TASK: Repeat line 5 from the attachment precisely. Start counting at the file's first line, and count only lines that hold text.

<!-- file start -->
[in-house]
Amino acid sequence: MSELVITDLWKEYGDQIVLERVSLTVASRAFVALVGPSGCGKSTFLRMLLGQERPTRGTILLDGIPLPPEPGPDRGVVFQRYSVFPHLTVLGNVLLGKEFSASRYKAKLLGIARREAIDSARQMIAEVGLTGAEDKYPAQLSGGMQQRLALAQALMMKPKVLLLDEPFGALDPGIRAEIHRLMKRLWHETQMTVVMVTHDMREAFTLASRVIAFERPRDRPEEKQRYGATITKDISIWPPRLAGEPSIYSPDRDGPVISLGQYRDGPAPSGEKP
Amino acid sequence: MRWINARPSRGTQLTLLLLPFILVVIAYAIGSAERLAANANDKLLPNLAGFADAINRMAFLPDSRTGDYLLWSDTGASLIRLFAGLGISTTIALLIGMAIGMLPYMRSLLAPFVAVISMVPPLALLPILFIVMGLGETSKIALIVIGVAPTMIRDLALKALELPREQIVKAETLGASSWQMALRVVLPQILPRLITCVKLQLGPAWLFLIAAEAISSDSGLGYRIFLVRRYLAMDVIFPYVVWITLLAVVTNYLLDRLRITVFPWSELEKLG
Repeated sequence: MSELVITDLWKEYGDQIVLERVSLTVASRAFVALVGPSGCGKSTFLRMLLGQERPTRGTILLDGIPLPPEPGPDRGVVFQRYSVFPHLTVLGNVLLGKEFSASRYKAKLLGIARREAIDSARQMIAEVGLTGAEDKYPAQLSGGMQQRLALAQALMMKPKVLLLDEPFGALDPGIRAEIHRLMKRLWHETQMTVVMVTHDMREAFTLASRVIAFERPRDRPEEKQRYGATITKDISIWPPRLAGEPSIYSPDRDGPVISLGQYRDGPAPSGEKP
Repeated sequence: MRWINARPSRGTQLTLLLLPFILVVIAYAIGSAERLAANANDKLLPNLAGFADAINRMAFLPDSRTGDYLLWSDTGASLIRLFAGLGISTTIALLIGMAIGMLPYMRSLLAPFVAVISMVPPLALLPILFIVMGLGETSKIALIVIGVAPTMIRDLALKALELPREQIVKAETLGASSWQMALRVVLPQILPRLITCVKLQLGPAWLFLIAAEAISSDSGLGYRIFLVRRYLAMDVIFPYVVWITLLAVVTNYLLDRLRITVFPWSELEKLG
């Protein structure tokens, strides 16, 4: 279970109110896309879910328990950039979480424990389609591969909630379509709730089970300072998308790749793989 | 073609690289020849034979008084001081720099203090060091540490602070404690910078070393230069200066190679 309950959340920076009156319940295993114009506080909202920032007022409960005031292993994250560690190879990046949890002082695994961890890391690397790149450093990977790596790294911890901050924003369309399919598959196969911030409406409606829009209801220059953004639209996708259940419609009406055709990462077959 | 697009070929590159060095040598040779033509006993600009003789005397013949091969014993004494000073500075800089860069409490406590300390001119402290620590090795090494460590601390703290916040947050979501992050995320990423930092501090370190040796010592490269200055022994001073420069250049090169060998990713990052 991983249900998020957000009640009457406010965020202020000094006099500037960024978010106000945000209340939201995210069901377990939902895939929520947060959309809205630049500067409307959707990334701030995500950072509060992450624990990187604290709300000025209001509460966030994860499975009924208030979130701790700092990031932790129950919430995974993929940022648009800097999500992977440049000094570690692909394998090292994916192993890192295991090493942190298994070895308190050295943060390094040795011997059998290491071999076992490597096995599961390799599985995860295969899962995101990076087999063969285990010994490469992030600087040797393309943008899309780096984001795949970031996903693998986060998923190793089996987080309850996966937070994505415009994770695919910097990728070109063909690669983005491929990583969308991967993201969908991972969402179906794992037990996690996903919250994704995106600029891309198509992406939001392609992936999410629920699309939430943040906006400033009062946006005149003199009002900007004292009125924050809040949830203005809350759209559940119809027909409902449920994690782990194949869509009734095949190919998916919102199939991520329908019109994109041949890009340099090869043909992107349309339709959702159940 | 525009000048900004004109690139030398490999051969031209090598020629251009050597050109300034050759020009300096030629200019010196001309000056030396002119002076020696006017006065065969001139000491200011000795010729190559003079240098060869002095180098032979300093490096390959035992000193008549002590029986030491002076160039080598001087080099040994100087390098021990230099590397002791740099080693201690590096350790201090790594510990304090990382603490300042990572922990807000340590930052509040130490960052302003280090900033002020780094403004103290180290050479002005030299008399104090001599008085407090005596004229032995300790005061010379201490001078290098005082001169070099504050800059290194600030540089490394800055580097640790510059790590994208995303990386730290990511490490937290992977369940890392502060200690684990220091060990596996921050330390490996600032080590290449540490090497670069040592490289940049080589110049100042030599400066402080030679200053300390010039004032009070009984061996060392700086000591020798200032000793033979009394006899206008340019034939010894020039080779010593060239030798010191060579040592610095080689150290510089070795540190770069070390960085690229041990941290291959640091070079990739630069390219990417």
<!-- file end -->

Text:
Repeated sequence: MRWINARPSRGTQLTLLLLPFILVVIAYAIGSAERLAANANDKLLPNLAGFADAINRMAFLPDSRTGDYLLWSDTGASLIRLFAGLGISTTIALLIGMAIGMLPYMRSLLAPFVAVISMVPPLALLPILFIVMGLGETSKIALIVIGVAPTMIRDLALKALELPREQIVKAETLGASSWQMALRVVLPQILPRLITCVKLQLGPAWLFLIAAEAISSDSGLGYRIFLVRRYLAMDVIFPYVVWITLLAVVTNYLLDRLRITVFPWSELEKLG